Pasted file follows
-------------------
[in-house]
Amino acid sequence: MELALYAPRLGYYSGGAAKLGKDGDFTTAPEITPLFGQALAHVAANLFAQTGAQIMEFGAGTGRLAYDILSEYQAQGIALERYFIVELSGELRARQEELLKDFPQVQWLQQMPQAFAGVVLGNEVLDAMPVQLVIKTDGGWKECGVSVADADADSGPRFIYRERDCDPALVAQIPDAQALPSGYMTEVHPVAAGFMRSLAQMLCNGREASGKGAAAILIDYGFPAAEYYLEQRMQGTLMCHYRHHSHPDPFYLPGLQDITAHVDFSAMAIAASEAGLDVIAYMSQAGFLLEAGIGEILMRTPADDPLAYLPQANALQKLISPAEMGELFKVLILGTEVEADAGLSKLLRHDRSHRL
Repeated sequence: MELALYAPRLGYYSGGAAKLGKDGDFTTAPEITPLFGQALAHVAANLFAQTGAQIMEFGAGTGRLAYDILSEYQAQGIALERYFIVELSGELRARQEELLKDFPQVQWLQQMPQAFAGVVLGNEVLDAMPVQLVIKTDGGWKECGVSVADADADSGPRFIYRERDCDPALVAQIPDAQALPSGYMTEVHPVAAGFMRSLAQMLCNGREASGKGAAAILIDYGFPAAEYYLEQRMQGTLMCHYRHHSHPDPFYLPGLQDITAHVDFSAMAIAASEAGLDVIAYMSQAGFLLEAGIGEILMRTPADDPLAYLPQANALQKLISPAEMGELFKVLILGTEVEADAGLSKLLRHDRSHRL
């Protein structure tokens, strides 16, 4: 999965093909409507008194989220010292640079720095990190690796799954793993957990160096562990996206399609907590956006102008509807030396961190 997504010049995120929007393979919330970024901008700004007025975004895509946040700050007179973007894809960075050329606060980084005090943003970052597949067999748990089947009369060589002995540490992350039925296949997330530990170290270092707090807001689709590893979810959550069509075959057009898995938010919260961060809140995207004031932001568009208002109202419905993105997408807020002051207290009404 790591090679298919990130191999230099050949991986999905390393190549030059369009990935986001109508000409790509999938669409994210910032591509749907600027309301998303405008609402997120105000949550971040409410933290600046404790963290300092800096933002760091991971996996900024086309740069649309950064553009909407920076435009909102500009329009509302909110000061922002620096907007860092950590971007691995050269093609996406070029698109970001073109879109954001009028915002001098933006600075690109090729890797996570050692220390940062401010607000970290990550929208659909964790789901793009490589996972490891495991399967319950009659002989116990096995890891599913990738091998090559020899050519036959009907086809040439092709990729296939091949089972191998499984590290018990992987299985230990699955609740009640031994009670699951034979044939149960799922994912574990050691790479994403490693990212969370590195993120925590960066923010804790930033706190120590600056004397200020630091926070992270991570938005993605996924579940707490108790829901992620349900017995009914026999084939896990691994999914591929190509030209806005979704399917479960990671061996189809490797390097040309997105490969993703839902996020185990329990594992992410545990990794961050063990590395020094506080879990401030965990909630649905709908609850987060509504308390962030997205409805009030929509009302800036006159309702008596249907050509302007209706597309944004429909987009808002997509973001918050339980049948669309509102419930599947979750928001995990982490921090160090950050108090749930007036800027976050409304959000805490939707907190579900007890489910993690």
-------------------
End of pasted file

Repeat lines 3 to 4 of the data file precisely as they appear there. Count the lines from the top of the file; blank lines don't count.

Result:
Repeated sequence: MELALYAPRLGYYSGGAAKLGKDGDFTTAPEITPLFGQALAHVAANLFAQTGAQIMEFGAGTGRLAYDILSEYQAQGIALERYFIVELSGELRARQEELLKDFPQVQWLQQMPQAFAGVVLGNEVLDAMPVQLVIKTDGGWKECGVSVADADADSGPRFIYRERDCDPALVAQIPDAQALPSGYMTEVHPVAAGFMRSLAQMLCNGREASGKGAAAILIDYGFPAAEYYLEQRMQGTLMCHYRHHSHPDPFYLPGLQDITAHVDFSAMAIAASEAGLDVIAYMSQAGFLLEAGIGEILMRTPADDPLAYLPQANALQKLISPAEMGELFKVLILGTEVEADAGLSKLLRHDRSHRL
């Protein structure tokens, strides 16, 4: 999965093909409507008194989220010292640079720095990190690796799954793993957990160096562990996206399609907590956006102008509807030396961190 997504010049995120929007393979919330970024901008700004007025975004895509946040700050007179973007894809960075050329606060980084005090943003970052597949067999748990089947009369060589002995540490992350039925296949997330530990170290270092707090807001689709590893979810959550069509075959057009898995938010919260961060809140995207004031932001568009208002109202419905993105997408807020002051207290009404 790591090679298919990130191999230099050949991986999905390393190549030059369009990935986001109508000409790509999938669409994210910032591509749907600027309301998303405008609402997120105000949550971040409410933290600046404790963290300092800096933002760091991971996996900024086309740069649309950064553009909407920076435009909102500009329009509302909110000061922002620096907007860092950590971007691995050269093609996406070029698109970001073109879109954001009028915002001098933006600075690109090729890797996570050692220390940062401010607000970290990550929208659909964790789901793009490589996972490891495991399967319950009659002989116990096995890891599913990738091998090559020899050519036959009907086809040439092709990729296939091949089972191998499984590290018990992987299985230990699955609740009640031994009670699951034979044939149960799922994912574990050691790479994403490693990212969370590195993120925590960066923010804790930033706190120590600056004397200020630091926070992270991570938005993605996924579940707490108790829901992620349900017995009914026999084939896990691994999914591929190509030209806005979704399917479960990671061996189809490797390097040309997105490969993703839902996020185990329990594992992410545990990794961050063990590395020094506080879990401030965990909630649905709908609850987060509504308390962030997205409805009030929509009302800036006159309702008596249907050509302007209706597309944004429909987009808002997509973001918050339980049948669309509102419930599947979750928001995990982490921090160090950050108090749930007036800027976050409304959000805490939707907190579900007890489910993690």